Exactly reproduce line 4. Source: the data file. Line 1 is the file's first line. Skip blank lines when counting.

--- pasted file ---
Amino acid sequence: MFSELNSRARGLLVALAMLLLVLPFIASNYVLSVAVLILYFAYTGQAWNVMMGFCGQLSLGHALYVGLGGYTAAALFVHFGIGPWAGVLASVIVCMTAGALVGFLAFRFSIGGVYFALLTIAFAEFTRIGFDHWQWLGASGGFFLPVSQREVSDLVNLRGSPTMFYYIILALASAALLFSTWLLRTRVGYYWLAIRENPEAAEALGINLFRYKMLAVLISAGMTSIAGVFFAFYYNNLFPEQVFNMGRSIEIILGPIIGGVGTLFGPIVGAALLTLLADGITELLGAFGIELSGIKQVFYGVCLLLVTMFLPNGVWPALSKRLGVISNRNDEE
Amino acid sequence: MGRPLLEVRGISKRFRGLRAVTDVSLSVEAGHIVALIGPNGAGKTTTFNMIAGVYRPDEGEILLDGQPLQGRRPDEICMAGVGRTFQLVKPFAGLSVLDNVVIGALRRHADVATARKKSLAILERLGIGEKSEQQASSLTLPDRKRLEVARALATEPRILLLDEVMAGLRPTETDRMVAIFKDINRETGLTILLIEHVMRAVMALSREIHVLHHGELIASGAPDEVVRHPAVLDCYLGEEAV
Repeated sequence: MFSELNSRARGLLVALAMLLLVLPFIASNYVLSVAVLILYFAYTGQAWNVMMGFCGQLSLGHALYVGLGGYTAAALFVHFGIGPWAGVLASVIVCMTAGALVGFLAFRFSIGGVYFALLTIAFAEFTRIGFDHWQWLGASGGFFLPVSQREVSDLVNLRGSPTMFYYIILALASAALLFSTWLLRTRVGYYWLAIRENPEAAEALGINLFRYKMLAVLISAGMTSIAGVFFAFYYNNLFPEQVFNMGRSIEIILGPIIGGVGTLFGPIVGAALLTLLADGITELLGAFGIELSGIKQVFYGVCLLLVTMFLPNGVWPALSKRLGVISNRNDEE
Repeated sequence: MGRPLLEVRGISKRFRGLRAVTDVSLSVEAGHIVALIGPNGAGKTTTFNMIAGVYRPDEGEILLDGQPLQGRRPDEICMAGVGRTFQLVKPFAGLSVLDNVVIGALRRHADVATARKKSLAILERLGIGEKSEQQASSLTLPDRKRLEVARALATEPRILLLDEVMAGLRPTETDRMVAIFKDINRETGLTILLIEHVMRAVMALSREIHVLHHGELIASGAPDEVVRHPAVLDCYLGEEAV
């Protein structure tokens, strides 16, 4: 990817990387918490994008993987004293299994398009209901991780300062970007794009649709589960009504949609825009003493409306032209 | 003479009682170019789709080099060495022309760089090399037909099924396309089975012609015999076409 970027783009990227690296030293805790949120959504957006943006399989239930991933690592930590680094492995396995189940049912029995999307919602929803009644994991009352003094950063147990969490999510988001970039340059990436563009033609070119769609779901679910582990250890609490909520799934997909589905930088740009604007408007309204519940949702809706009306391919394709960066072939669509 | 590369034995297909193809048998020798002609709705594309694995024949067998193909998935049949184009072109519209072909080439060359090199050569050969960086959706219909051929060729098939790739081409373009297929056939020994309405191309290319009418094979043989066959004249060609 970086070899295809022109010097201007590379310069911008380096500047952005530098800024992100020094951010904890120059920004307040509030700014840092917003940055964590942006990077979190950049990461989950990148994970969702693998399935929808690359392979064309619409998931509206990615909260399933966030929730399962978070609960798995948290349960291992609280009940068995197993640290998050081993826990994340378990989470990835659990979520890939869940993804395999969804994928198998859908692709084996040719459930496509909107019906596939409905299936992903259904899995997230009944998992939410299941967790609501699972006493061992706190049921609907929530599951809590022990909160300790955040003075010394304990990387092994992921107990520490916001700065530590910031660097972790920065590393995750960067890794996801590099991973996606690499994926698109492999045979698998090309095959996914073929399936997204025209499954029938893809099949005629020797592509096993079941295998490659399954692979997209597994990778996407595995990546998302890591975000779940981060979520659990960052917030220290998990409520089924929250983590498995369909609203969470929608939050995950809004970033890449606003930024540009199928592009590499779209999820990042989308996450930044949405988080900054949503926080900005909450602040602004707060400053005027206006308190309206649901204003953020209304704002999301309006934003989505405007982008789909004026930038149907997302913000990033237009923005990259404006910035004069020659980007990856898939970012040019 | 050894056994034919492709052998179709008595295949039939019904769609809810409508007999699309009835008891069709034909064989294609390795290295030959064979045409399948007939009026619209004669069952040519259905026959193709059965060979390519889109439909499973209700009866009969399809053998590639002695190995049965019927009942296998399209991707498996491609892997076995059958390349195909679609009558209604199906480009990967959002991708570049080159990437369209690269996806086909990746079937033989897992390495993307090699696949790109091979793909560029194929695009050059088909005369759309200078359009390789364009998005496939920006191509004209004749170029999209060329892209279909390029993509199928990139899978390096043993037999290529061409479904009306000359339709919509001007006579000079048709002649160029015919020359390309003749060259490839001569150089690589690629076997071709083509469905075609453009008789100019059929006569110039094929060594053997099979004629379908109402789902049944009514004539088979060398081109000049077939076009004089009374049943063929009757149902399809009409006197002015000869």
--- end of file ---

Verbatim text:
Repeated sequence: MGRPLLEVRGISKRFRGLRAVTDVSLSVEAGHIVALIGPNGAGKTTTFNMIAGVYRPDEGEILLDGQPLQGRRPDEICMAGVGRTFQLVKPFAGLSVLDNVVIGALRRHADVATARKKSLAILERLGIGEKSEQQASSLTLPDRKRLEVARALATEPRILLLDEVMAGLRPTETDRMVAIFKDINRETGLTILLIEHVMRAVMALSREIHVLHHGELIASGAPDEVVRHPAVLDCYLGEEAV